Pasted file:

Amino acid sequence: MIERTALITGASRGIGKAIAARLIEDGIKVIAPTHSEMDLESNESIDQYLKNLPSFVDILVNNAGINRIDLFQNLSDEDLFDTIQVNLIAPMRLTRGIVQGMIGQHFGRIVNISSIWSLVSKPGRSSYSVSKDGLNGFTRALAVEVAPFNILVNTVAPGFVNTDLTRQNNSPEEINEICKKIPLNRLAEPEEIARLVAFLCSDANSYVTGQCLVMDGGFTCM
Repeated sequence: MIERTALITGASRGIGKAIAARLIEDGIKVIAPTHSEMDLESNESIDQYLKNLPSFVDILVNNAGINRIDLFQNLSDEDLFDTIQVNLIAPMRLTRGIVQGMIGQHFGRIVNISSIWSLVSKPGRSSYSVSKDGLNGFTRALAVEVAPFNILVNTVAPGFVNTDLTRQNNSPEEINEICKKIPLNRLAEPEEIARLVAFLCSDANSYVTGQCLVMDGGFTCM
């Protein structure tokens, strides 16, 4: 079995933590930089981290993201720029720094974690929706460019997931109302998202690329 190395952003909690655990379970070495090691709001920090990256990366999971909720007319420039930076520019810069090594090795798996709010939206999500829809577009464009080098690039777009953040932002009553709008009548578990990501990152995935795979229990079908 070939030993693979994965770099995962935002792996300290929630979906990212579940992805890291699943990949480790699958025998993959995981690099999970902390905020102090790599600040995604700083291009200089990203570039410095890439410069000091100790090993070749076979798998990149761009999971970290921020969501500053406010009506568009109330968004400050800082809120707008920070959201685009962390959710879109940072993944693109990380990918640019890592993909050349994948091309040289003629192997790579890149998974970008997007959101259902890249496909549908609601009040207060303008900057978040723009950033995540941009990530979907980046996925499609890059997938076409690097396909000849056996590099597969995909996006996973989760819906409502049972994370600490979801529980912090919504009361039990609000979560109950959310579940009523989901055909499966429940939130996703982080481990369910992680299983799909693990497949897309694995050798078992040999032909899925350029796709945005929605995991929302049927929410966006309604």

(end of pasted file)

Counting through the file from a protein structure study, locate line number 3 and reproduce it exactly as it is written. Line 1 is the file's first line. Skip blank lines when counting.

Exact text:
């Protein structure tokens, strides 16, 4: 079995933590930089981290993201720029720094974690929706460019997931109302998202690329 190395952003909690655990379970070495090691709001920090990256990366999971909720007319420039930076520019810069090594090795798996709010939206999500829809577009464009080098690039777009953040932002009553709008009548578990990501990152995935795979229990079908 070939030993693979994965770099995962935002792996300290929630979906990212579940992805890291699943990949480790699958025998993959995981690099999970902390905020102090790599600040995604700083291009200089990203570039410095890439410069000091100790090993070749076979798998990149761009999971970290921020969501500053406010009506568009109330968004400050800082809120707008920070959201685009962390959710879109940072993944693109990380990918640019890592993909050349994948091309040289003629192997790579890149998974970008997007959101259902890249496909549908609601009040207060303008900057978040723009950033995540941009990530979907980046996925499609890059997938076409690097396909000849056996590099597969995909996006996973989760819906409502049972994370600490979801529980912090919504009361039990609000979560109950959310579940009523989901055909499966429940939130996703982080481990369910992680299983799909693990497949897309694995050798078992040999032909899925350029796709945005929605995991929302049927929410966006309604």